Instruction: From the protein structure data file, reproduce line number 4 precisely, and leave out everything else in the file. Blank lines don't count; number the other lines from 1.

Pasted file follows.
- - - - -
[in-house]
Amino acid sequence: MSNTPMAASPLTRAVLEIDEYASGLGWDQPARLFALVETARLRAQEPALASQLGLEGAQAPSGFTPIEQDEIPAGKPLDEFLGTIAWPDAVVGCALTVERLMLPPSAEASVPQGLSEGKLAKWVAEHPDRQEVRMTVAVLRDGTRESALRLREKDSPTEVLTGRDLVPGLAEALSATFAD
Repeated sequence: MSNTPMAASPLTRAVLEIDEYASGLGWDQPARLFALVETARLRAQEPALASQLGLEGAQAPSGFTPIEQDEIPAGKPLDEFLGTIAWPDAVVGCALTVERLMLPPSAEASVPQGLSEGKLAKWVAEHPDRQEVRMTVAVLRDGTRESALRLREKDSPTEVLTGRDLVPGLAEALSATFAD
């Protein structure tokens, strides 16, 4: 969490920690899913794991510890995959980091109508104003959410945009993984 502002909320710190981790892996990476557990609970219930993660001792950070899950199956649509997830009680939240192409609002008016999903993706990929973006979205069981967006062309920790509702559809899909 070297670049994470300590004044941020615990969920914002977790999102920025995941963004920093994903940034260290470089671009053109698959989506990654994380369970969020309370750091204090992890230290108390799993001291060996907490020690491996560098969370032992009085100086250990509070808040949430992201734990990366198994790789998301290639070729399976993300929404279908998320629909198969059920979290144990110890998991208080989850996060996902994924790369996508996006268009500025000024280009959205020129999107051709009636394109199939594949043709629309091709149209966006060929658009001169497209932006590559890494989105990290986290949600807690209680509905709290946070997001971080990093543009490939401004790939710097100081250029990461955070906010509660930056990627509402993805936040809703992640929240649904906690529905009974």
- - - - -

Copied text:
């Protein structure tokens, strides 16, 4: 969490920690899913794991510890995959980091109508104003959410945009993984 502002909320710190981790892996990476557990609970219930993660001792950070899950199956649509997830009680939240192409609002008016999903993706990929973006979205069981967006062309920790509702559809899909 070297670049994470300590004044941020615990969920914002977790999102920025995941963004920093994903940034260290470089671009053109698959989506990654994380369970969020309370750091204090992890230290108390799993001291060996907490020690491996560098969370032992009085100086250990509070808040949430992201734990990366198994790789998301290639070729399976993300929404279908998320629909198969059920979290144990110890998991208080989850996060996902994924790369996508996006268009500025000024280009959205020129999107051709009636394109199939594949043709629309091709149209966006060929658009001169497209932006590559890494989105990290986290949600807690209680509905709290946070997001971080990093543009490939401004790939710097100081250029990461955070906010509660930056990627509402993805936040809703992640929240649904906690529905009974």